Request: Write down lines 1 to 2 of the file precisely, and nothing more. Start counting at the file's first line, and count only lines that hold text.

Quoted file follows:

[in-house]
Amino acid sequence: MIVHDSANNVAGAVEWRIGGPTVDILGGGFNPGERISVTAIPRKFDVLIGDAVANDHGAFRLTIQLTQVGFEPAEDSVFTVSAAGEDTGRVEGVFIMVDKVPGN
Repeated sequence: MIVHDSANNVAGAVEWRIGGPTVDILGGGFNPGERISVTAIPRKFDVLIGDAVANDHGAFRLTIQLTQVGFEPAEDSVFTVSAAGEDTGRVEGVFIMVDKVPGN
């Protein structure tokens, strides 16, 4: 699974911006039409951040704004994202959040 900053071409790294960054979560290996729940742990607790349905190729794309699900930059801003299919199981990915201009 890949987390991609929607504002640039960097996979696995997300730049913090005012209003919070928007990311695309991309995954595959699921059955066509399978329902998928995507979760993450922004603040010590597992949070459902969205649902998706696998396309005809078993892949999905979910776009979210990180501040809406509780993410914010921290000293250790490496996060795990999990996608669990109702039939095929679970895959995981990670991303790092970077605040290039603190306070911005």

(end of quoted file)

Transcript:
[in-house]
Amino acid sequence: MIVHDSANNVAGAVEWRIGGPTVDILGGGFNPGERISVTAIPRKFDVLIGDAVANDHGAFRLTIQLTQVGFEPAEDSVFTVSAAGEDTGRVEGVFIMVDKVPGN